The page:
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World Of Phlebotinum: The universe is full of Applied Phlebotinum with more to be found behind every star, but the Phlebotinum is dealt with in a fairly consistent fashion despite its lack of correspondence with reality and, in-world, is considered to lie within the realm of scientific inquiry.
- The Lensman novels: A classic pulp SF series, which originated the trope of Space Police armed with incredibly powerful and flexible weapons, and arguably, the whole Space Opera genre. Lensmen had intertialess drives, habitable gas giants (with surfaces you could land on)... it was pretty soft even when the first stories were published (in the 1930s), and since then, the Science Marches Onmarch of science has made hash out of most of its assumptions. However, it is remarkably self-consistent, and it did pay respect to basic scientific principles - the FTL drive only suspended inertia, which returned when the drive was turned off. Space combat takes place in 3D. Rayguns didn't cause objects (or people) to magically vanish, but simply delivered enough energy to melt or boil them.
- Neon Genesis Evangelion: A lot of the Applied Phlebotinum in this series involves branches of biology and engineering that neither exist in real life nor are ever likely to exist. "Metaphysical biology," for example — Doctor Kozo Fuyutsuki's specialty — is kind of like genetics, only it involves human souls instead of genes.
- Farscape: Rubber Forehead Aliens and even Human Aliens abound, and space travel seems to suffer from a case of Sci-Fi Writers Have No Sense of Scale. Artificial Gravity is so ubiquitous as to not merit mention, and its seems that All Planets Are Earthlike. Time Travel occurs more than once.
- Star Trek: The Original Series: To be fair, many aspects of the show were pretty hard sci-fi when it was created, and only seem strange now after decades of science. Though the setting is stranger than other Star Trek shows, the ships and the technology are much more grounded. That said, it features many softer elements, some of which (e.g. Rubber Forehead Aliens, All Planets Are Earthlike, Aliens Speaking English, transporters) can be explained by the technical and budget limitations of the show when it was made (the 1960s), and others (Time Travel, Disintegrator Ray for example) ... not.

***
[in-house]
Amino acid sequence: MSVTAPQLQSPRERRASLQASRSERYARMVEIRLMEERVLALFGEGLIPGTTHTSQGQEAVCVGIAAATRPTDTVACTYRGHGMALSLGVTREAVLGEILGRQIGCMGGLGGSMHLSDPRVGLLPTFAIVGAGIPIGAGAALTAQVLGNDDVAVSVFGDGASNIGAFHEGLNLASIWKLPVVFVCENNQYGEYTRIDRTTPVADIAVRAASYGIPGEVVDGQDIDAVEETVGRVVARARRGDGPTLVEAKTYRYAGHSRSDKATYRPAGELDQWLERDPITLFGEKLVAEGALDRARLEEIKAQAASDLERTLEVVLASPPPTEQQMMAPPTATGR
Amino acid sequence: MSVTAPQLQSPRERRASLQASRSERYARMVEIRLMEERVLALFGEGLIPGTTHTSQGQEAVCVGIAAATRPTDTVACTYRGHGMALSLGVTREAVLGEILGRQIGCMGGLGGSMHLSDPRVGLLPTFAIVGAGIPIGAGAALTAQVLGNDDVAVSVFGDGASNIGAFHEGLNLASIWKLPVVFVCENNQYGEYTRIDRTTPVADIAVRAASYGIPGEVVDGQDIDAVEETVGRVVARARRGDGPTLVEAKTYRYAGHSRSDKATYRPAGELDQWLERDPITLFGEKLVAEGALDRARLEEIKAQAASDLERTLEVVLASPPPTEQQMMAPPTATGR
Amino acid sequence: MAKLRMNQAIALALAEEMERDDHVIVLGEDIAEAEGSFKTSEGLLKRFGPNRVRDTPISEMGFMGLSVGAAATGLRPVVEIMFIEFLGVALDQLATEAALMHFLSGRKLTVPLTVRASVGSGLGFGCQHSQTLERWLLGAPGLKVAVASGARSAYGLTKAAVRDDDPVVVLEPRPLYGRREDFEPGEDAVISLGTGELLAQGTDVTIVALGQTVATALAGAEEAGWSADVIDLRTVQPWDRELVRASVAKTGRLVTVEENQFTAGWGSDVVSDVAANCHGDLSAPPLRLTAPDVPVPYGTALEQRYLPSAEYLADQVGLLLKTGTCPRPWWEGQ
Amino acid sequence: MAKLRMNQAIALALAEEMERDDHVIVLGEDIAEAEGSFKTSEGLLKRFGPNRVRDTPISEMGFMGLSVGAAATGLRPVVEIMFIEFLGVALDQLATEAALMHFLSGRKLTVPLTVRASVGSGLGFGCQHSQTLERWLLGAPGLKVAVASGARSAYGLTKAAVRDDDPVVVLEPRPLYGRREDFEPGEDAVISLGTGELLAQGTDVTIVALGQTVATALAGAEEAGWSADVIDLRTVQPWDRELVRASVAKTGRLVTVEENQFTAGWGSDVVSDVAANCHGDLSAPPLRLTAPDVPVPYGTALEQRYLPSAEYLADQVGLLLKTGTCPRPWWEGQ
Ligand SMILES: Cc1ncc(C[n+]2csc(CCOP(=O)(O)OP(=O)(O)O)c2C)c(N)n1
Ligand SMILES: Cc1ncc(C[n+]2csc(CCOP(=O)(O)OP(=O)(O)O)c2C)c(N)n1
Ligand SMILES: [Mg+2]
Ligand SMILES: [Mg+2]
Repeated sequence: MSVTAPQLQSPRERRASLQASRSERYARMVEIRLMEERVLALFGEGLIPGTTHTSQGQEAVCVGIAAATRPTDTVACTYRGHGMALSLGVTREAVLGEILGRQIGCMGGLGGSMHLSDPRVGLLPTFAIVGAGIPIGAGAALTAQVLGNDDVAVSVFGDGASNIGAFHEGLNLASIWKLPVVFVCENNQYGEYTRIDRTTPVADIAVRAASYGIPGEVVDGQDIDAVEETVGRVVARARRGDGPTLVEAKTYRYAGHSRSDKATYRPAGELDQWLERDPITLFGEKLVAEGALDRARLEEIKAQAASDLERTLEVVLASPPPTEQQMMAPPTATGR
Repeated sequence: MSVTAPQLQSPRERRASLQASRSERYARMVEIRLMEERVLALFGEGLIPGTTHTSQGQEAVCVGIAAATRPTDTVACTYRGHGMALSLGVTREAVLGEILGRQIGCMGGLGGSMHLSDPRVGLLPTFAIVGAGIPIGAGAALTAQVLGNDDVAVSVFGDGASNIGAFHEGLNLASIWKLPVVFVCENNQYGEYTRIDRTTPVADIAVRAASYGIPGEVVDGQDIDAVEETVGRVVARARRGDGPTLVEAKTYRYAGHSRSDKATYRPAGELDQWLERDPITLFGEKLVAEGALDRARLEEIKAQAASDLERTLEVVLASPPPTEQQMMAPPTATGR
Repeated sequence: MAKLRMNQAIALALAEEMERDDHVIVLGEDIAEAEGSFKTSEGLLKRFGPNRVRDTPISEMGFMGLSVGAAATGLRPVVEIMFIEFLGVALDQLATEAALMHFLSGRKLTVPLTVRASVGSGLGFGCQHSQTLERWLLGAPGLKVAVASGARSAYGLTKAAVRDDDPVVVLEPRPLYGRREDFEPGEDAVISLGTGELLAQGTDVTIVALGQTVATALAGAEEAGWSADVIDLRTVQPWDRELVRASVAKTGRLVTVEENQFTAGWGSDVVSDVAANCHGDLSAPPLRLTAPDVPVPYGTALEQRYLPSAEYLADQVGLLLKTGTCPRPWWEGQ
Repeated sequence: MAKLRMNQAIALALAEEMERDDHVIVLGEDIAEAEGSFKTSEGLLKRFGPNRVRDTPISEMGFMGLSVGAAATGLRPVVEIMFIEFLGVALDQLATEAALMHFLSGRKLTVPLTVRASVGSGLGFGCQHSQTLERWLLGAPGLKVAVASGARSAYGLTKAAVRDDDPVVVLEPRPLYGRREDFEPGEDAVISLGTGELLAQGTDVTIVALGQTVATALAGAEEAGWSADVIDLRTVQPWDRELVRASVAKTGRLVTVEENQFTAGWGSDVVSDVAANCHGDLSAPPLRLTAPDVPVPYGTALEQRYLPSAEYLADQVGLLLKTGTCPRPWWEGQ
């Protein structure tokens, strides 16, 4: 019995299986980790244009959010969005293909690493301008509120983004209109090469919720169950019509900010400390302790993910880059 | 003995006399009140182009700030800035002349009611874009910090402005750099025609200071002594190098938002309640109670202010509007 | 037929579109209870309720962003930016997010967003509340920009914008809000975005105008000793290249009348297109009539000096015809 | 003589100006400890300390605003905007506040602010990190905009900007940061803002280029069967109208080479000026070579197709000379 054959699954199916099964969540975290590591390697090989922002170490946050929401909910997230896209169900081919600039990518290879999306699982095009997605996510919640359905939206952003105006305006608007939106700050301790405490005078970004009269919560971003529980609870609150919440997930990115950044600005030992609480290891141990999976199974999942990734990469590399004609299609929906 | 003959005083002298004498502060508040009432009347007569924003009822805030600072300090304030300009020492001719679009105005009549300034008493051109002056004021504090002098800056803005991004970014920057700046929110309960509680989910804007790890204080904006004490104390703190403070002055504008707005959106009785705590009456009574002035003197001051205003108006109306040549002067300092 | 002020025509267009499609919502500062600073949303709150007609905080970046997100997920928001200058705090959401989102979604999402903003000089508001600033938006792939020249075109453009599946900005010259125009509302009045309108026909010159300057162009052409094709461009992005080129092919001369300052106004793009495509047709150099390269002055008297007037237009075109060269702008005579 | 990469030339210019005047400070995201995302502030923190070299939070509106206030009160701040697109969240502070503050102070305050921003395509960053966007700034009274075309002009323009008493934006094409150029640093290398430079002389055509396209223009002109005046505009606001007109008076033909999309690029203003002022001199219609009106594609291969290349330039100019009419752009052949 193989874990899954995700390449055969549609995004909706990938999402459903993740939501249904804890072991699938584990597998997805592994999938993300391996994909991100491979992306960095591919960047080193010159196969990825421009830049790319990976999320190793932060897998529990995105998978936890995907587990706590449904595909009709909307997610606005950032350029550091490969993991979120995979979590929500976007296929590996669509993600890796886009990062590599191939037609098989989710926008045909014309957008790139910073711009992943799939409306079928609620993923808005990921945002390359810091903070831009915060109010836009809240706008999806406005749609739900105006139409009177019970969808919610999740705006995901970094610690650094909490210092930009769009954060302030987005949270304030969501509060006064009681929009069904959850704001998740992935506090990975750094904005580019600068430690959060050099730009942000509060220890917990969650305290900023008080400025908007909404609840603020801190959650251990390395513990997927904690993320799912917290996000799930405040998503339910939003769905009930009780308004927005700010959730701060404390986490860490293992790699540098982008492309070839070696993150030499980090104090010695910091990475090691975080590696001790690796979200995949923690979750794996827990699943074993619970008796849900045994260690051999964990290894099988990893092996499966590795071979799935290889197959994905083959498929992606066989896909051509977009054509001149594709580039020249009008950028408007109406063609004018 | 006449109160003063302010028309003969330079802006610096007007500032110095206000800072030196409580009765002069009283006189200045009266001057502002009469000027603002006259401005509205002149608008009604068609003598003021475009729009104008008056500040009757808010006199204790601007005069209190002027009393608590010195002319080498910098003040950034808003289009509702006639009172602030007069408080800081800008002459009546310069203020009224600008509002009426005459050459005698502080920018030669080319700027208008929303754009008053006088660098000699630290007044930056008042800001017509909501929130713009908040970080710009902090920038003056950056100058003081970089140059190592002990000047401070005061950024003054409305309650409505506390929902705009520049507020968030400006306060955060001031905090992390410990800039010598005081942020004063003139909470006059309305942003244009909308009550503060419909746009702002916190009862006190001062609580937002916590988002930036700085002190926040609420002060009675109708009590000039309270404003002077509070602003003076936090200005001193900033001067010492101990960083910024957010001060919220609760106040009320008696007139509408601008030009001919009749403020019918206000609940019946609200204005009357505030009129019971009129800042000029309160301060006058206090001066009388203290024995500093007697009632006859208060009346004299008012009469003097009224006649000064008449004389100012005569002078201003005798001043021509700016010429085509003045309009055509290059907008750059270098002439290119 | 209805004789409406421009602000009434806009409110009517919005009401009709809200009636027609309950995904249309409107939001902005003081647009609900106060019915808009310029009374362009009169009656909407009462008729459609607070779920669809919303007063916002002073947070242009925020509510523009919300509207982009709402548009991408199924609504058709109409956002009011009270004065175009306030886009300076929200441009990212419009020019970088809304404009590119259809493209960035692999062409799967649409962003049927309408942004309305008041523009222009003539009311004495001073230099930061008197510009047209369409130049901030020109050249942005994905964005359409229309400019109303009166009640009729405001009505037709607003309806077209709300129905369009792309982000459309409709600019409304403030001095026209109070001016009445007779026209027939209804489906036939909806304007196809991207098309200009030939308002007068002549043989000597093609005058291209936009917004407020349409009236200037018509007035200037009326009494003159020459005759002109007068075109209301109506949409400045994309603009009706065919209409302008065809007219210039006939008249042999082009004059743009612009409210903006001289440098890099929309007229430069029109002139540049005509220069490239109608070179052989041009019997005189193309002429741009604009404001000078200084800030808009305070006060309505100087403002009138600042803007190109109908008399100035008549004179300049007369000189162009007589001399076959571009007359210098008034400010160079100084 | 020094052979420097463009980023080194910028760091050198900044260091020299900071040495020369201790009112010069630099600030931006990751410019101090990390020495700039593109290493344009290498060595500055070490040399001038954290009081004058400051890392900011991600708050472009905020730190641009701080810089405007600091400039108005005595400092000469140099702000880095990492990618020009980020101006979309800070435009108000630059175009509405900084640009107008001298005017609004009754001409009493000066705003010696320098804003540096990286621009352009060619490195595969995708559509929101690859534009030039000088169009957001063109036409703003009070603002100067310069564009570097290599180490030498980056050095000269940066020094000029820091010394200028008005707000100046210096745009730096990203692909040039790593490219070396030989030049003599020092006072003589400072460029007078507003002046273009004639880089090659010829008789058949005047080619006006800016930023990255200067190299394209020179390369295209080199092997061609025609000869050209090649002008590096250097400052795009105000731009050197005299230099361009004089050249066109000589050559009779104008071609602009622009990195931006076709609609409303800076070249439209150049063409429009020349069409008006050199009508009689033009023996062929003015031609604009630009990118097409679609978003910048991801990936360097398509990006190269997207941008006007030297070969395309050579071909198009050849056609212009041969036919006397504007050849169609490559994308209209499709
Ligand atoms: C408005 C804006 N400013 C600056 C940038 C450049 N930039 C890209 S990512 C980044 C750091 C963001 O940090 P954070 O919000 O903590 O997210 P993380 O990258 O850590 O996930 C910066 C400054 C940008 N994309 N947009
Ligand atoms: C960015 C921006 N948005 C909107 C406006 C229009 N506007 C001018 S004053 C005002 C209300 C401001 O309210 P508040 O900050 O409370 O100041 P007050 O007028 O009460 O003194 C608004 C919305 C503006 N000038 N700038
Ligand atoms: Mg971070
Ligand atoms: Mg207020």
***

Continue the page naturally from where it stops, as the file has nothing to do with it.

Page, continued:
- Starcraft: A borderline case of this category. While it's certainly not as soft as Lensman Or Neon Genesis Evangelion, there are a number of scientifically questionable elements throughout, particularly found in the nonhuman races. On the other hand, most Terran technology seems, if not realistic, than plausible, save for a few elements such as gravity manipulation. Then there's the Psychic Powers, which have no justification at all, but that's to be expected, considering they're a stand in for magic.
- The Star Wars Expanded Universe is marginally harder than the films, and probably belongs in this category. The technology may fly in the face of real-world science, but at least it's consistent.
- A Miracle of Science is just about at the hardest end of this category — the the Martian Hive Mind and the Mad Scientists contribute a lot of properly implausible tech (although the Decoherence Cannon was apparently a mundane research project), but between these we have things like gravitational slingshots and laser microphones which are ordinary modern technology.
- Treasure Planet probably fits here best, with Petting Zoo People aliens, luminiferous aether filling up outer space allowing characters to breathe in space, Space is an ocean being played up to 11, a large chunk of the cast being type 2 Space Pirates, Ridiculously-Human Robots and Artificial Gravity on Spaceships and all sorts of other implausibilities, but it is at least internally consistent.